At New York’s Cadillac House, Visionaire, Rafael de Cárdenas and Sahra Motalebi use the language, objects and materials of interior design to create Amaze, a delightfully disorienting installation.
Thanks to Google Maps, it has becoming increasingly difficult to get lost. That’s not a bad thing – being lost can be fun. It can lead to discovery. It can be thrilling. And those are things that are captured in Amaze, a funhouse-like space created by Visionaire, Architecture At Large’s Rafael de Càrdenas and experimental musician Sahra Motalebi.
Open until June 10 at New York’s Cadillac House, an art/event space sponsored by the iconic car brand, Amaze is built to equally immerse and surprise. “The plan of a maze can be a dazzling abstraction, hinting at an intimate relationship to forms distinct from architecture,” say its creators. “The immersive pleasures of mazes, their magnetic and subtly disorienting effects, can be discovered throughout a variety of disciplines and across a variety of media.”
Càrdenas’s installation is surprisingly tactile – it’s made up of four linked rooms, often using the same design language, products and materials. The first thing visitors encounter is a glowing orb surrounded by a metallic fringe. You’re invited to peek behind the curtain, of course, where its makers promise to “scramble the coordinates of space and time.”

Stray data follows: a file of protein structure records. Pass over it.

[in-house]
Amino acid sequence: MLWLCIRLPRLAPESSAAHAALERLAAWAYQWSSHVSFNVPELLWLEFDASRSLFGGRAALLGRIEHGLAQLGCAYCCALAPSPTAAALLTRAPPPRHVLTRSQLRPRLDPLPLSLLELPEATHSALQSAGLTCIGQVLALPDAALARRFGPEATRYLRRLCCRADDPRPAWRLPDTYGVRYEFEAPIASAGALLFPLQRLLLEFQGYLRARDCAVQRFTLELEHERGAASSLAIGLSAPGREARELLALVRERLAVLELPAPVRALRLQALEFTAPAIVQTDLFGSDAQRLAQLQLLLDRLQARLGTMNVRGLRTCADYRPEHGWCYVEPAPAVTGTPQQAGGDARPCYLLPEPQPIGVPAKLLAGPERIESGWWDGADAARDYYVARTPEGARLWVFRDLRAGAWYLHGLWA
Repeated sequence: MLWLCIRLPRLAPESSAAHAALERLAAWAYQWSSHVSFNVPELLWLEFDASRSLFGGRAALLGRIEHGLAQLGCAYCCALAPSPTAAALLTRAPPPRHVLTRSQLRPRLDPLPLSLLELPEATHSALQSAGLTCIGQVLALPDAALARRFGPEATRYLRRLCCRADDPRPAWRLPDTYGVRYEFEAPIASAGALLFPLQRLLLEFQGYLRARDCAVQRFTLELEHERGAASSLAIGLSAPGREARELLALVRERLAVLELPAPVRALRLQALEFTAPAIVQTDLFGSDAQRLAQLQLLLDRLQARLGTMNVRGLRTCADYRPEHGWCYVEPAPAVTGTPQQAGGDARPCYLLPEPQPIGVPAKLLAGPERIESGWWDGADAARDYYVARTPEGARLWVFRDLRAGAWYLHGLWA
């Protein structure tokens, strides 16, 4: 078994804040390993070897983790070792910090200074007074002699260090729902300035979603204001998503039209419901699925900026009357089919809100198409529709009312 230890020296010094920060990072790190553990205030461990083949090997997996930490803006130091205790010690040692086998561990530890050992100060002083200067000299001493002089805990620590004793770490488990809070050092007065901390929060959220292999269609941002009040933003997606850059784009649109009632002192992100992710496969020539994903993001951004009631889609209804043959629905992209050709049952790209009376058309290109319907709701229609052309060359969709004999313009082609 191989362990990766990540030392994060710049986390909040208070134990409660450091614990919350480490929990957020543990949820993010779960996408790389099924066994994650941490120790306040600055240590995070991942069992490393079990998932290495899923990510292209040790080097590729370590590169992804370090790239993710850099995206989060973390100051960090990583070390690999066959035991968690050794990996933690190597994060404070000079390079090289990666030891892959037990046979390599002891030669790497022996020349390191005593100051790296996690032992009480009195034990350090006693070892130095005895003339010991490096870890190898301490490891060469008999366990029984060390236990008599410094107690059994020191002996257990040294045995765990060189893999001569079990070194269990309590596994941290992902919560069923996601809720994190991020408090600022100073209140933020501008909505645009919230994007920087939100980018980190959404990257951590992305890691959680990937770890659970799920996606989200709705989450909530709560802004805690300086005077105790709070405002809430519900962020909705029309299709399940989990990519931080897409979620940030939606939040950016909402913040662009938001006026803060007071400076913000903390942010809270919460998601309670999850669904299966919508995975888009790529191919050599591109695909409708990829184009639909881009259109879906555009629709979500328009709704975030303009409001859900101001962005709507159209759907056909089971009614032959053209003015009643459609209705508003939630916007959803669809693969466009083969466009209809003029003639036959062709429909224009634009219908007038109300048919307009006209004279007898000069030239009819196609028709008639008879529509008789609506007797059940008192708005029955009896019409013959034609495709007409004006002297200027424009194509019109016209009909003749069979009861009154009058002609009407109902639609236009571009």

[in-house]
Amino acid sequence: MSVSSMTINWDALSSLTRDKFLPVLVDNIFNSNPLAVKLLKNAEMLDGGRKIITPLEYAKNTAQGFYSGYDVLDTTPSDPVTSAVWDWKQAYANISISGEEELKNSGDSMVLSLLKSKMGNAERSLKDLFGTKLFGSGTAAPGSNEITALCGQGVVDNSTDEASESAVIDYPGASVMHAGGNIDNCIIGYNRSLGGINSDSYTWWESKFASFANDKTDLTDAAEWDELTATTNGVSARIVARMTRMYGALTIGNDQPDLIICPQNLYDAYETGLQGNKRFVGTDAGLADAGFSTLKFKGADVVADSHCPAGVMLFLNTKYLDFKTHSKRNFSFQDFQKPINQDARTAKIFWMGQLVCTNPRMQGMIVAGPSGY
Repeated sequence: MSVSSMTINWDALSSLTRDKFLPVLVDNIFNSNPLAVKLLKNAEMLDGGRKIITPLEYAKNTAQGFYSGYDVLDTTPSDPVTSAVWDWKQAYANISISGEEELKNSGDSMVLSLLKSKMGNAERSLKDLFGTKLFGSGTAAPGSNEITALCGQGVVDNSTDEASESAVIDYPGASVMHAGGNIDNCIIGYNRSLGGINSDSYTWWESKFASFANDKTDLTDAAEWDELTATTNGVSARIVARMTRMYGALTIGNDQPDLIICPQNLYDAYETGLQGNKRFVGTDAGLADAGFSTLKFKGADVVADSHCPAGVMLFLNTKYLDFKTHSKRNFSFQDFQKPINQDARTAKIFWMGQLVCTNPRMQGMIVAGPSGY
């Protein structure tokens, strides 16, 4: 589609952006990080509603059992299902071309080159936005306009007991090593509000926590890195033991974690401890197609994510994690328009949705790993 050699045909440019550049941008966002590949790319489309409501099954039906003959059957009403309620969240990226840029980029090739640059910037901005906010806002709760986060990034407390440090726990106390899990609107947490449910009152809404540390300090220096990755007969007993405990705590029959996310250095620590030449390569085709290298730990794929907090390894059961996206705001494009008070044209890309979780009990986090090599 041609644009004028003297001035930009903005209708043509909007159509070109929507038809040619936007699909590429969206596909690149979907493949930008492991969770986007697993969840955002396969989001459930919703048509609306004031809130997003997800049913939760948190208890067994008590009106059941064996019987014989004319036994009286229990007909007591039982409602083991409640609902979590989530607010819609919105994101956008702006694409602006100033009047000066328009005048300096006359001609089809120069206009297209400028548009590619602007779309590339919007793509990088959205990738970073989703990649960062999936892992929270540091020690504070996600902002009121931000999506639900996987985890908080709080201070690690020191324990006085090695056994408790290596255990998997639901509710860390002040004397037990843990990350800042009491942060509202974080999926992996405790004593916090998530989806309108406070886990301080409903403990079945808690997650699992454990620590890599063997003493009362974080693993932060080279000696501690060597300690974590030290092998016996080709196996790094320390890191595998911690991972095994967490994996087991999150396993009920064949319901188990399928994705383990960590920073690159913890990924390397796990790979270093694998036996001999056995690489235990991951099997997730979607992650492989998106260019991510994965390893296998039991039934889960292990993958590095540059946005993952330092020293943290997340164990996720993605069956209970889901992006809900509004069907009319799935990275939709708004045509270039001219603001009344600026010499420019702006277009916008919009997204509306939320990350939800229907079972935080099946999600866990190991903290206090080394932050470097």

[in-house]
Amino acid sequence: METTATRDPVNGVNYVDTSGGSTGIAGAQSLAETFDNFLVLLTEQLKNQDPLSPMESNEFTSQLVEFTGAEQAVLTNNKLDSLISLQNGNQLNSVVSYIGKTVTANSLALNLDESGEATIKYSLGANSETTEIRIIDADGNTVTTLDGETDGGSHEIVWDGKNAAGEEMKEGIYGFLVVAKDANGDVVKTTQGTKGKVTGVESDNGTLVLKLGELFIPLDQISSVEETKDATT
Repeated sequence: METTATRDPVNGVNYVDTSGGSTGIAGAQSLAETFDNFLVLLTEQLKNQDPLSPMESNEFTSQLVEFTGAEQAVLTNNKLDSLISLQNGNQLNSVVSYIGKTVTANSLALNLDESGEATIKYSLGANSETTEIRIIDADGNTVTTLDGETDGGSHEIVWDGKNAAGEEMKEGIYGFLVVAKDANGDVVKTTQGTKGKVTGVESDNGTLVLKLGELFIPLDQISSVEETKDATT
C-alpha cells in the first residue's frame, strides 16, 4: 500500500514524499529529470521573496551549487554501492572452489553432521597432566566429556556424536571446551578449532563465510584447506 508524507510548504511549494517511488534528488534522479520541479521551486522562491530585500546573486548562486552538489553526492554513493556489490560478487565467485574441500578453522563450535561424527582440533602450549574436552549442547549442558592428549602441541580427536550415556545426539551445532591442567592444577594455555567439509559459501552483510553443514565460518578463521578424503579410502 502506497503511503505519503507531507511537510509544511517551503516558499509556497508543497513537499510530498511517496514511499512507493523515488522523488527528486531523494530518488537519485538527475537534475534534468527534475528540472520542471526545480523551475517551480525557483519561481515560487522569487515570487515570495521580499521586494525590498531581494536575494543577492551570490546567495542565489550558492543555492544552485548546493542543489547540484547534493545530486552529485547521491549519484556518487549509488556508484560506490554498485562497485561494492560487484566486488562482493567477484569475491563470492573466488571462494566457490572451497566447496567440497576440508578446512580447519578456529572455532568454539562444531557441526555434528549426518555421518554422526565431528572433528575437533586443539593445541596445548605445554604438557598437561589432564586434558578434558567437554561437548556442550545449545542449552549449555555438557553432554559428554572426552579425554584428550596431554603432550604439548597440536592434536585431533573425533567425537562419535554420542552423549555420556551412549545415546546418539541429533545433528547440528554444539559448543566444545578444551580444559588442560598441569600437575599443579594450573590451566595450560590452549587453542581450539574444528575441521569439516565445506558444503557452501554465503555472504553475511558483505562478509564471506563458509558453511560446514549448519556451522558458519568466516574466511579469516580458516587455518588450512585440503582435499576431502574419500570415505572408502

Motalebi’s ambient score beckons visitors into other rooms, though it lends the exhibition the air of a horror movie – it features looped laughter atop atonal drone music, all made solely from her vocals. It’s unsettling stuff, to be certain, and it contrasts to the bright burst of colour that follows: visitors next enter a mirrored hallway with sconce lighting, geometric carpeting and lemon-yellow walls. It’s part funhouse, part actual house, part Alejandro Jodorowsky – and meant to simultaneously embrace and question our obsession with selfies.
It’s hard to figure out where to go next – the installation is full of hidden doorways, two-way mirrors and delightfully everyday artifacts. At the end of the hallway above, for example, is cyan pedestal with daffodils and a bottle of Advil. Amaze aims to oscillate between the “otherworldly and mundane,” and here, that’s readily evident.
Once – or if – one emerges from the sensory overload of the mirrored hallway, a room wallpapered with bold black and white patterns comes next. Inspired by op art and dazzle camouflage, a geometric ship camouflage used in World War I to disorient attackers, these rooms distort perception; it’s almost as if one expects to see an optical illusion here.
Amaze’s final room combines several different compact spaces painted in an array of colours, separated by a mixture of tinted panes and mirrors. While de Cárdenas beautifully distorts perspective – in images, it’s difficult to separate what is in the foreground – Motalebi’s score takes yet another a sinister turn, both urging listeners to leave while reminding them that there are others left behind in the maze.
The exhibit is open until June 10 at 330 Hudson St. Listen to a sample of Amaze’s eerie score below.